Thursday, June 30, 2016

Can Argentina (Make) Change? Are Thinner Wallets Better?

This week, many Argentines will find their wallets a big lighter – and that may be a good thing. It’s because a new 500-peso banknote (pictured above), with a value of roughly US$33 has just gone into circulation, and it solves a whole bunch of problems – at least temporarily.

That’s largely thanks to mismanagement by Argentina’s previous government, which refused to issue any banknote larger than 100 pesos (less than US$7) even as the peso plunged in value against the US dollar and other foreign currencies. It was part of their effort to deny an inflation that reached upwards of 40 per cent per annum (though it never got to the level of the 1970s and 1980s when, if Argentine governments spoke hopefully of 50 percent inflation, they meant per month).

From my own perspective, traveling extensively every year in Argentina and Chile – crossing the border with some frequency – it’s meant a wallet uncomfortably thick with Argentine currency. It was also bad for banks, though - ATM machines, obviously, do not have an infinite storage capacity and, if demand was high, they could empty quickly.

Not only that, the armored cars that refilled those ATMs had limited capacity as well, and restocking the machines required more frequent visits. This was especially troublesome in popular tourist destinations like El Chaltén, which received infrequent service from banks in the provincial capital of Río Gallegos (ironically enough, the political home base of former president Cristina Fernández de Kirchner and her husband/predecessor, the late Néstor Kirchner).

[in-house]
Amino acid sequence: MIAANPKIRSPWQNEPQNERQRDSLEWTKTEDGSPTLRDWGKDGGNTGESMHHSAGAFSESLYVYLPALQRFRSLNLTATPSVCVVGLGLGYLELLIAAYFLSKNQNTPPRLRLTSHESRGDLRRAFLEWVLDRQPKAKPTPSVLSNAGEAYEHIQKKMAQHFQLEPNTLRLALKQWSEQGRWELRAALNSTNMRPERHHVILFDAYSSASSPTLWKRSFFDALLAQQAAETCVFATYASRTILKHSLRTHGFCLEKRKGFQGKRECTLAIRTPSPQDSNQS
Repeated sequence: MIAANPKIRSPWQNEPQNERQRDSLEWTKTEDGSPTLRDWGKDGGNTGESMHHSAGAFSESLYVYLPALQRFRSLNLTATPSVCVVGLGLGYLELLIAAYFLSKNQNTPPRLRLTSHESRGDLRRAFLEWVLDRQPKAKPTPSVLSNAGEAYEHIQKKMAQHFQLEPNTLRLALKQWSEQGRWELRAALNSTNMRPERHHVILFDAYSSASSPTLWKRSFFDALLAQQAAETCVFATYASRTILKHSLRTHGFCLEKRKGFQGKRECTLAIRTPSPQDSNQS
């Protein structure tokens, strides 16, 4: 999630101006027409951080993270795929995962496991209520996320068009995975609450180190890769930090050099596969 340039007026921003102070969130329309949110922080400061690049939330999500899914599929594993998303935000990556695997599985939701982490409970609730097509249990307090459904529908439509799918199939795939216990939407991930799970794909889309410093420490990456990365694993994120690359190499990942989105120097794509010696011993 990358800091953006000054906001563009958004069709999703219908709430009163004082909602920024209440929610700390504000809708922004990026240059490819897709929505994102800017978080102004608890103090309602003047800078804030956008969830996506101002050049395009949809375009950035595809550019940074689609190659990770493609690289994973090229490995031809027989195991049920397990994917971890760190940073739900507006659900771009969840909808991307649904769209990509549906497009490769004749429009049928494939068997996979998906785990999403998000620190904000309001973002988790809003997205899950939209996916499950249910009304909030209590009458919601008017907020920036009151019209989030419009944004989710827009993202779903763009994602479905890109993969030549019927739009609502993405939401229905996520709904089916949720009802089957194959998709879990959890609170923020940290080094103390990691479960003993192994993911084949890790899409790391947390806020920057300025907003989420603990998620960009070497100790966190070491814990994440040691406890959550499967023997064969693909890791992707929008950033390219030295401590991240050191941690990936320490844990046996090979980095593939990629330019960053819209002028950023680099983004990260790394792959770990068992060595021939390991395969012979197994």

However necessary the larger bills may be, they’re no miracle cure for Argentina’s economic malaise – larger bills might, in fact, fuel the fear of inflation that’s always latent in Argentina. I still remember, more than 30 years ago, the fact of million-peso banknotes that became barely worth the paper they were printed on; more pragmatically, I wonder whether, in the none-too-distant future, today’s shiny new banknotes might fill my wallet as uncomfortably as their lower-value predecessors.


For the time being, though, I welcome the new bills as a contribution to easing economic problems that still need longer-term solutions, but there could be glitches. It’s quite possible that, as one sardonic Argentine journalist tweeted, “I come from the future. The taxi driver has no change for a 500-peso note.”

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